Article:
Meditation Classes Draper UT

Local resource for meditation classes in Draper, UT. Includes detailed information on local yoga studios and meditation centers that give access to meditation instructors who guide students in conscious breathing and other meditation techniques, such as sitting meditation, walking meditation, concentrative meditation, mindfulness meditation, and meditation.

Yoga Path
(801) 553-2513
12582 South 950 East Fort Street
Draper, UT
Yoga Styles
All

Corporate Yoga
(801) 787-2515
60 W Main Street Court #100
Serving SL County and Utah County Business, UT
Yoga Styles
Power Yoga - all Levels

Yoga and Divine Movement Studio and Unique Gift Boutique
(801) 787-7857
37 South Main St.
Plesant Grove, UT
Yoga Styles
Ashtanga, begginers, mixed levels, thera

Avenues Yoga
(801) 410-4639
68 K street
Salt Lake City, UT
Yoga Styles
eclectic

Bikram Yoga College Of India
(801) 501-9642
9345 S 1300 E
Sandy, UT
 
Lifted Life Yoga Center
(801) 492-3689
60 W Main Street Court #100
Alpine, UT
Yoga Styles
Power, Anusara, Hatha, Integral

Sego Lily Mind Body Spa
(801) 566-2502
7475 S. Union Park Ave.
Midvale, UT
Yoga Styles
Vinyasa, Kundalini

Granite Peaks Community Ed Yoga
(801) 967-8143
5204 Charlotte Ave.
Kearns, UT
Yoga Styles
Hatha & Kundalini

Yoga Path
(801) 860-8638
12582 Fort St
Draper, UT
 
Red Mango
(801) 253-4101
10718 River Front Pkwy
South Jordan, UT
 

Lift Depression With Meditation

Provided by: 

By Ziba Kashef

With summer coming to a close and shorter, darker days ahead, you might be wondering how to cope with the negative thoughts that often accompany the season’s change and can lead to depression. A recent study found that age-old meditative techniques and more modern cognitive therapy can help alleviate symptoms. Anil Coumar, a psychotherapist and director of the mental health clinic at the University of Washington, Seattle, offers these do-it-yourself mood-lifting meditations:

Get moving. For many people, meditation is a remote, Eastern technique that involves sitting with your legs crossed on a cushion. But almost any activity can be mindful and healing, says Coumar. “Through a practice of mindfulness, we can see how our thoughts are not facts—they come and go.” To slow down your thinking and realize that you can release negative thoughts as quickly as they come, try this eating meditation: Hold a raisin in your hand and intentionally look at it as if you’ve never seen one before. Roll it between your fingers and notice each crease. Pay attention to your thoughts about it—maybe you’ll think, This is ugly or I’ve never noticed the true color of a raisin before. Then put it in your mouth and observe how your saliva flows as you chew.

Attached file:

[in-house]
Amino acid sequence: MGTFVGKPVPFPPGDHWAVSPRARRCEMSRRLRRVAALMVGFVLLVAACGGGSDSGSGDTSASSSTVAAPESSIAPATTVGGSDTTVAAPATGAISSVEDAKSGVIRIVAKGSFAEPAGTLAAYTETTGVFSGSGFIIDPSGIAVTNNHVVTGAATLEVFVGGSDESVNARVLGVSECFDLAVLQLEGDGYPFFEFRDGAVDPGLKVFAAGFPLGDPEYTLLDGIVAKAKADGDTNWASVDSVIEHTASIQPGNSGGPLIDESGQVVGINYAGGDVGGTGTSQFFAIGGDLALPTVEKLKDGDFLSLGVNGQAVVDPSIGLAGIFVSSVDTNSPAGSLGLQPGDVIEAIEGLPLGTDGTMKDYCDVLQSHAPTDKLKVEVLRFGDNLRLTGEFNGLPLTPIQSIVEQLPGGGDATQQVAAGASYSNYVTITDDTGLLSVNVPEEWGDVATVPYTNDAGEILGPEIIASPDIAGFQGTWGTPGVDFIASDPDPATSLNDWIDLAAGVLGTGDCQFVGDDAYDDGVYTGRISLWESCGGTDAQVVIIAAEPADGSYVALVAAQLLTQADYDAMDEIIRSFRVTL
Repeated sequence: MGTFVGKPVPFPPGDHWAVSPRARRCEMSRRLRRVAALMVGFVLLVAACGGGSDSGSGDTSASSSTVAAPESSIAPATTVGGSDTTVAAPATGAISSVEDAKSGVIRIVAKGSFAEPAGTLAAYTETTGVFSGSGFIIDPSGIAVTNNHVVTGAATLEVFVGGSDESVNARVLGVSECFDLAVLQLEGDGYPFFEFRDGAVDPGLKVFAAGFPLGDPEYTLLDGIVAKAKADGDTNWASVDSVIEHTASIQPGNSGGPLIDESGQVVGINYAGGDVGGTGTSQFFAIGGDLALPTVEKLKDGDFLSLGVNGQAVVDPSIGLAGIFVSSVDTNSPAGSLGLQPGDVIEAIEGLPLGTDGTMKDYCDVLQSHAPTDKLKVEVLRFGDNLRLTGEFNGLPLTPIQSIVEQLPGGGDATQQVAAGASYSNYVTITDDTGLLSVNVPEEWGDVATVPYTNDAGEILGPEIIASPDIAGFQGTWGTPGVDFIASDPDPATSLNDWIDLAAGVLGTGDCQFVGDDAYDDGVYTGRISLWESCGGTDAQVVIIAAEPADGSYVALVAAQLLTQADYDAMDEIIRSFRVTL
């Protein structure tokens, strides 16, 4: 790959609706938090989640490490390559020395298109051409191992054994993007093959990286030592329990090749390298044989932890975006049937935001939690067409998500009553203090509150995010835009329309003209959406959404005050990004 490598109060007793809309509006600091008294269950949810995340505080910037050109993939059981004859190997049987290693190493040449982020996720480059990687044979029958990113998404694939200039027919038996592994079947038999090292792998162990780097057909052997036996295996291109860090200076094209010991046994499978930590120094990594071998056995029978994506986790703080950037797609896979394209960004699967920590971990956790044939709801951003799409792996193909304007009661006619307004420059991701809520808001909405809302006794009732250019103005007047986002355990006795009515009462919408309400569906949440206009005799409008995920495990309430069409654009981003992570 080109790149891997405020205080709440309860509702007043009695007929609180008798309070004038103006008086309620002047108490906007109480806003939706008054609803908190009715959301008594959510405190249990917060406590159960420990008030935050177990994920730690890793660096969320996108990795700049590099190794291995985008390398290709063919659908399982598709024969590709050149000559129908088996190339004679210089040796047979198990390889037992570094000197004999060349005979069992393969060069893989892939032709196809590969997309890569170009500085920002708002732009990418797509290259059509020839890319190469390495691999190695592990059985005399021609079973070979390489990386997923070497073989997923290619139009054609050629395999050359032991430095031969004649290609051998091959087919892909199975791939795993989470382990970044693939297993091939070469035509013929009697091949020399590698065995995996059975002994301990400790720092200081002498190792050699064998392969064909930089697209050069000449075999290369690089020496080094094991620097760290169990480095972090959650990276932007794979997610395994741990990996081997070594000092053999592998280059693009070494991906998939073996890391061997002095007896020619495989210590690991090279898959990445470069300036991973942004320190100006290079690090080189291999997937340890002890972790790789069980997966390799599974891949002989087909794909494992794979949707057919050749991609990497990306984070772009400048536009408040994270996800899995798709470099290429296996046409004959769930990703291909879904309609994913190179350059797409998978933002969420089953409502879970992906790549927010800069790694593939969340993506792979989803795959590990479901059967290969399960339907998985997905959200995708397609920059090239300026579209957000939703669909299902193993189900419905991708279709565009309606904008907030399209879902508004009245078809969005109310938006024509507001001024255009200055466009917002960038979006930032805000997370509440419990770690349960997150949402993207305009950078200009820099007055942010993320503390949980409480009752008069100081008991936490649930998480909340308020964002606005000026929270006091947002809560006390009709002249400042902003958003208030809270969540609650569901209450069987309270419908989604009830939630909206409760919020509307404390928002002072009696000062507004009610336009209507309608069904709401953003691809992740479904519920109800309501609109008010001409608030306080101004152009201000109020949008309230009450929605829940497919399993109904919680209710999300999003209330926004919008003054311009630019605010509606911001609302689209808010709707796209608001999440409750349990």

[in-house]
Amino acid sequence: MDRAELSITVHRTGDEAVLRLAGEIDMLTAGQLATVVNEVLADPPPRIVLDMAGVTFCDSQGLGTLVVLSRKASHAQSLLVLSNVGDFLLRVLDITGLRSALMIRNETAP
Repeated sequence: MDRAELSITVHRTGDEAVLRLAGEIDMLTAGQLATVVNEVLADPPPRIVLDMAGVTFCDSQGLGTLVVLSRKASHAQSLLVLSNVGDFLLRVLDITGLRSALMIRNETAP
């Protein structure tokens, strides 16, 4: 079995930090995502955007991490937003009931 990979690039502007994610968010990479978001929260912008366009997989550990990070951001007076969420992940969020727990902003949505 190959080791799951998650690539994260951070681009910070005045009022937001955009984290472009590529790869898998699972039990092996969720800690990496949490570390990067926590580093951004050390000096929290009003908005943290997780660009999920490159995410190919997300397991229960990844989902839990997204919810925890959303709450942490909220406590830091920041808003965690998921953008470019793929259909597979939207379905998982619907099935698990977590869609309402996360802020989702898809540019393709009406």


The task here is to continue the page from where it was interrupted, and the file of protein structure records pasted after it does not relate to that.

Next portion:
Uncover your unconscious. Imagine you’re walking down the street and see a good friend walking in the opposite direction. You nod and smile, but your pal just looks ahead and keeps going. How do you respond? “Someone might say, ‘Oh, she probably didn’t see me.’ Another might think, ‘What did I do wrong now?’ Depending on how you interpret that event, you’re going to feel good or bad,” says Coumar. This kind of cognitive exercise can teach us how we unconsciously have these thoughts. The point? To make the normally unconscious thoughts that fuel depression conscious so you can acknowledge them—and then more easily let them go. —Ziba Kashef

Author: Ziba Kashef

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